I have been writing this blog for more than five years. Particularly in the first three years, I wrote a number of columns on energy, peak oil, electric cars, alternative and renewable forms of energy and conservation. I wrote early and often about how humanity, and the United States in particular, would in the future need to completely alter its view of energy and the use of resources.
One consequence of those columns was that I was increasingly regarded as a “thought shaper” in the world of energy, the environment and all things “green.” This resulted in me being invited to attend and speak at conferences about the energy and green future of America. In addition, people and companies began sending me press releases about new and innovative products, new research and new conferences. This in and of itself was good, as it helped me stay current on innovation in the area of energy and sustainability.
Unfortunately, two other things occurred in relation to this ever-increasing in-bound flow of PR and news items. First, the awareness of my blog increased the amount of less-than-relevant information I received when the “greenmailing” of America exploded. Second, entities felt that they could earn points by making announcement on or around Earth Day.
Now, I am the first person to say that anything that creates alternative and renewable sources of energy, increases sustainability, changes thinking on use of resources and opens up thinking for this new century on how we will manage to all live on Spaceship Earth should be embraced. However, starting somewhere in mid-March, I began to get an increasing number of emails touting new announcements tied into Earth Day. Would I like to interview so and so in preparation for Earth Day? Would I like to consider writing about this LEED-certified new building technique for Earth Day? Would I like to profile this new energy company that will be revealing a new method of utilizing algae for Earth Day? Enough, people! No! No! No!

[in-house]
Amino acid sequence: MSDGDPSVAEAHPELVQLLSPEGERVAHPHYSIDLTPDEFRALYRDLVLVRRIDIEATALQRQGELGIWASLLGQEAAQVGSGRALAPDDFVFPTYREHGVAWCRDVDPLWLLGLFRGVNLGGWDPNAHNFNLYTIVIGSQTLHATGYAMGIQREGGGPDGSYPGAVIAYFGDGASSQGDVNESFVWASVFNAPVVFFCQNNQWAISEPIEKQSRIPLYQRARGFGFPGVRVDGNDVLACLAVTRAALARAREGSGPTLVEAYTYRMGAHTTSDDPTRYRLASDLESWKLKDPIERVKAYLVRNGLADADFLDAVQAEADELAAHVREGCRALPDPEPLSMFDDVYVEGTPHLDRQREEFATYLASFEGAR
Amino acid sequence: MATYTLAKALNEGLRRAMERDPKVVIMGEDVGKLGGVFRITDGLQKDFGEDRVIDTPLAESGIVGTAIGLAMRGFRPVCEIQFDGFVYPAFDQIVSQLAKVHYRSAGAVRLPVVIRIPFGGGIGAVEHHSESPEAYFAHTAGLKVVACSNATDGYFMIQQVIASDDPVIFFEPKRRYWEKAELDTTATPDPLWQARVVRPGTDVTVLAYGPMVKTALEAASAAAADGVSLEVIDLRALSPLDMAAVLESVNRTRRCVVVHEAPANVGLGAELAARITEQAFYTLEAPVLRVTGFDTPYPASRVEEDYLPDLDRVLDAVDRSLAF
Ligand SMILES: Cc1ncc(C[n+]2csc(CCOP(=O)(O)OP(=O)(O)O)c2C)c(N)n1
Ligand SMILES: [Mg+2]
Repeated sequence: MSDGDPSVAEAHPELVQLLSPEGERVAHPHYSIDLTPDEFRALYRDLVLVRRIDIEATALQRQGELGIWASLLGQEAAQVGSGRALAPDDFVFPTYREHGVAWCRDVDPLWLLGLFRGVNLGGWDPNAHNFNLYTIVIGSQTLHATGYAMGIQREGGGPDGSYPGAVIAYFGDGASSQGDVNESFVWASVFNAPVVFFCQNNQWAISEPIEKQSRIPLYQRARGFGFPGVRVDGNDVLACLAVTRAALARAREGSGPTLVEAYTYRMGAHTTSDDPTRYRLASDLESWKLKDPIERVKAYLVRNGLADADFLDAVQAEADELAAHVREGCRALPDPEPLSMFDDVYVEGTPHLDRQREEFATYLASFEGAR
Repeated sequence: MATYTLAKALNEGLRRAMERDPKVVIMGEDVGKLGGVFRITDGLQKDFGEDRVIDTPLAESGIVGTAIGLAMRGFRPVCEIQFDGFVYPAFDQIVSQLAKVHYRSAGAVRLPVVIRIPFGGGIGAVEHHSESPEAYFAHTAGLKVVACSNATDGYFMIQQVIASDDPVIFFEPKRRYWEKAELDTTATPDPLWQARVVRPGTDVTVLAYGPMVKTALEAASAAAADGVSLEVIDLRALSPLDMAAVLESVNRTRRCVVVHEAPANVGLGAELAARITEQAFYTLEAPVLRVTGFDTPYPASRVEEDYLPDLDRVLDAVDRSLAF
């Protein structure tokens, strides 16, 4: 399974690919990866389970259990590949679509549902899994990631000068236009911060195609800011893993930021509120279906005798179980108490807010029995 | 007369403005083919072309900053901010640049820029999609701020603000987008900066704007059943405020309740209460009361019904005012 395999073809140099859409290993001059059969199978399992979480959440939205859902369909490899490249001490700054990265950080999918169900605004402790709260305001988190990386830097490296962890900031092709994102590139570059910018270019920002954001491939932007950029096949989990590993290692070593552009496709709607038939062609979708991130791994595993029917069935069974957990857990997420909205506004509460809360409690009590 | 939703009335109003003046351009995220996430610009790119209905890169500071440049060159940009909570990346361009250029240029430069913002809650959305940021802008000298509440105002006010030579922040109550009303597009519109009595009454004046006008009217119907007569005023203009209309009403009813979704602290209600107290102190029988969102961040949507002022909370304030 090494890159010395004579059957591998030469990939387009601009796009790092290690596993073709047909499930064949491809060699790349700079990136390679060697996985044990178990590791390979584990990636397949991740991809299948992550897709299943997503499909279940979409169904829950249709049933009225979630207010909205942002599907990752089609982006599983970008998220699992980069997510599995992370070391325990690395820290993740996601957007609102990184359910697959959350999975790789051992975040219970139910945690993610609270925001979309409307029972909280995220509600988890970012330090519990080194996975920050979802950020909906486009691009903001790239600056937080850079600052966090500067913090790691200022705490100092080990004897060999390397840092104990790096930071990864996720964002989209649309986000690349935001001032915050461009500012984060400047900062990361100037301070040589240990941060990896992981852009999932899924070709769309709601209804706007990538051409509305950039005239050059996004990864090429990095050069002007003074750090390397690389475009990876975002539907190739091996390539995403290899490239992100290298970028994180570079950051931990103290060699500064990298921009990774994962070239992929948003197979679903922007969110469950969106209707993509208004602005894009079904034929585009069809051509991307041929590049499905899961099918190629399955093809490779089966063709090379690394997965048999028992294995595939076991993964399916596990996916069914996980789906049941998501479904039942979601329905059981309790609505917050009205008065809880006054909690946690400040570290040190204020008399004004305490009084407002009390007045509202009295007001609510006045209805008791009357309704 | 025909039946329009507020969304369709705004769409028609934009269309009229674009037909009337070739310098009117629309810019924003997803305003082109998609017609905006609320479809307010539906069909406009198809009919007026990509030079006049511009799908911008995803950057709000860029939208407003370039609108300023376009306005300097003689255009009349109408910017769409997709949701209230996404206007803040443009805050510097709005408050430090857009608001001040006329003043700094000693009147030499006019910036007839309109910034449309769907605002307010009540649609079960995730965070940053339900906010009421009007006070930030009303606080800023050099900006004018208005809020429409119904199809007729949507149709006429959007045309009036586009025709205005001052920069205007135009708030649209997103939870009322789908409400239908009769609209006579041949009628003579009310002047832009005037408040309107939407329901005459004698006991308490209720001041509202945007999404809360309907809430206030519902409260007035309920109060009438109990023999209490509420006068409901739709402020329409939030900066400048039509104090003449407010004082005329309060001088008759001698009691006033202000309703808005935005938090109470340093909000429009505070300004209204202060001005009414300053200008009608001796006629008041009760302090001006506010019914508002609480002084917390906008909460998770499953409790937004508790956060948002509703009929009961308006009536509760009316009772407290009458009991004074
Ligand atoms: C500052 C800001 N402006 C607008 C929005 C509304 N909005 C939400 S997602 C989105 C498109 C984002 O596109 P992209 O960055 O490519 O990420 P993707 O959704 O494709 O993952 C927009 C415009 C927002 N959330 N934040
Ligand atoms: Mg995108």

Don’t you get it, folks? Step outside your obsessive promotion and your completely antiquated view of Earth Day as a meaningful event. It is no longer about you and the cool stuff you are doing for Earth Day. Earth Day was a brilliant concept to raise awareness about all things environmental. When it first occurred in 1970, I embraced it as a way to highlight the need for us to change our thinking about the environment and the planet. Flowing from the first Whole Earth photograph and the catalogue of the same name, it was a wonderful event to support. However, it is time to retire Earth Day, for it has served its purpose.
Don’t tell me what you are going to do or announce on Earth Day. Commit to doing it every day, every week, every month, and every year. It is no longer a Day. This is Earth Decade, as it will be between now and 2020 when we will either alter our direction or suffer dire consequences. This 10-year period is incredibly critical to changing thinking, behavior, policy and creating breakthrough innovation in the areas of energy and sustainability. Send me a press release on what you are committing to do for the next 10 years. Now that would be something of interest.
In a column dated 01-01-10, I called 2010-2020 the Transformation Decade. That column took off, and I have since delivered numerous speeches on the topic. The definition of transformation is “a change in nature, character, shape or form.” This is the decade when humanity and most of its institutions will change in nature, character, shape and form.
All aspects of energy use and resource use will be transformed in this decade. We will also create a new long-term view of human life on Spaceship Earth. In many ways – as I often speak about – 2010-2020 will be the first full decade of human thought about the 21st century, as we have powered into this 21st century with 20th century legacy thinking.
The 21st century will be the Earth Century. It will be during this century that humanity faces the reality of whether it wants to destroy itself and much of what exists on this magnificent planet or not. Assuming we make essential course corrections, future historians will write about the Earth Century as a turning point in human history.
So folks, stop getting excited about Earth Day. Retire that thinking and refocus on the next 90 years of the Earth Century.